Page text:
The road of entrepreneurship is truly a roller coaster ride. I was venting to a friend just this morning about how stressed I am because there is no definite path, and I am just here. The most challenging things about running your own fashion brand are the time and money spent. Obviously, I have endured many struggles in this process, but there is truly not enough time in the day; 24 hours is not enough. From my experience, I am in school and work, so that takes up most of my time, and whatever is left is dedicated to perfecting my craft. The number of times I would not sleep or run off on two hours of sleep is honestly ridiculous; however, it just shows my dedication to my craft. Funding all of this myself has also been quite a struggle. As I look back, I am still amazed at how I was able to finance my senior collection while still paying my everyday bills. Anytime you take that leap of faith and choose to follow your dreams, you will be tested more times than you would like. There have been plenty of times when I wanted to throw in the towel and give up, but then I have to remind myself that this is something I want, and nothing will stop me.

As you know, we’re big fans of you and your work. For our readers who might not be as familiar, what can you tell them about what you do?
I am a fashion designer based in Baltimore, Maryland. I can’t say I have a specialty. I like to cater to everyone, men, women, kids, and dogs; my mission statement is, “Here at #SnatchedClothing, we believe in being inclusive; from all body types to all skin colors and everything in-between. It is our mission for every client to leave here feeling at their absolute best and being stylish while doing so”, and I genuinely mean that. I am most known for my “This Pussy Is A Privilege” tee, which can be found on TikTok or our website. I am most proud of how far I have come as a fashion designer and an entrepreneur. With each collection I drop, I can see the growth from techniques and final details to even the design concepts, each collection upping the previous. What sets me apart from other fashion designers is I don’t try to compare myself to anyone. I am not worried about trends or what anyone else is doing. I am only concerned with the direction that I am going in. In college, I participated in an entrepreneur contest, and I remember one of the judges told me I should stick to one niche. I looked at him and said OK. The following week I released my 40-piece collection and showcased my designs for both men and women. Don’t let people tell you what to make or how to create unless they are paying clients. There are many fashion designers, but no one can do it like me, and that’s not even being cocky. It’s a fact.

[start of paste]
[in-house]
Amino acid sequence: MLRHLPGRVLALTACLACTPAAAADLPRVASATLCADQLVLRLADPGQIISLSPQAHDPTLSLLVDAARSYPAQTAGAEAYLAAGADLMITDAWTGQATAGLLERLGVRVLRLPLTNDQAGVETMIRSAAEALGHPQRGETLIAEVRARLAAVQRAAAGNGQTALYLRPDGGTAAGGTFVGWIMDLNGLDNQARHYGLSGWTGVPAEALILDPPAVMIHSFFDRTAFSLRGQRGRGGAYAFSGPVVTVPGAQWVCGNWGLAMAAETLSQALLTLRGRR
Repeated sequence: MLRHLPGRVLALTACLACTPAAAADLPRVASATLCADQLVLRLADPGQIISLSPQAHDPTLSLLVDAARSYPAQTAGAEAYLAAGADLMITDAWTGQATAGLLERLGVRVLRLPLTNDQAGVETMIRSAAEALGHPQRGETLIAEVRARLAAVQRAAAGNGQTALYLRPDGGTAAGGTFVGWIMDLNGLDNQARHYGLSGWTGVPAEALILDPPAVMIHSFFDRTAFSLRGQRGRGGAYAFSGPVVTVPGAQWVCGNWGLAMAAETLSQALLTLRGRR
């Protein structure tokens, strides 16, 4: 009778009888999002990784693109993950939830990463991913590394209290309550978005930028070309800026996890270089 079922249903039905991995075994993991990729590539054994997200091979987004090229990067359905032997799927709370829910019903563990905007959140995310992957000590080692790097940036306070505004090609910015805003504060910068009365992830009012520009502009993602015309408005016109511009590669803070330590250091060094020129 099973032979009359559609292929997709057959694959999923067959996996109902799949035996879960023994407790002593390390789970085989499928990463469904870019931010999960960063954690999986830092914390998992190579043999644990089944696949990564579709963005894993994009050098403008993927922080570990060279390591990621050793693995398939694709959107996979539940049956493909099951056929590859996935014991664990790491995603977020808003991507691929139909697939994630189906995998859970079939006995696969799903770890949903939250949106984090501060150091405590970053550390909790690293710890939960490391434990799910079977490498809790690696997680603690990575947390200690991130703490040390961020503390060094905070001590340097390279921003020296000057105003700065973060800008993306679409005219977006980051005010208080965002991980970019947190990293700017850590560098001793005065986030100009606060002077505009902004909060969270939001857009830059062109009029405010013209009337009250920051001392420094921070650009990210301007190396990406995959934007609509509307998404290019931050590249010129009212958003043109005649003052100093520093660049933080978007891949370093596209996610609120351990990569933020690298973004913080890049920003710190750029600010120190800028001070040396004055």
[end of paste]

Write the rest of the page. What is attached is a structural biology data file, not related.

Do you have recommendations for books, apps, blogs, etc.?
I pride myself on my music selection. I make a playlist weekly, so I have a playlist for everything. My favorite books are the twilight series, don’t judge me, judge me: that, and a 28 1/2 wishes. A couple of years ago, I discovered that Apple had a section of free books, so that has been a life saver when I don’t have time to grab a physical book.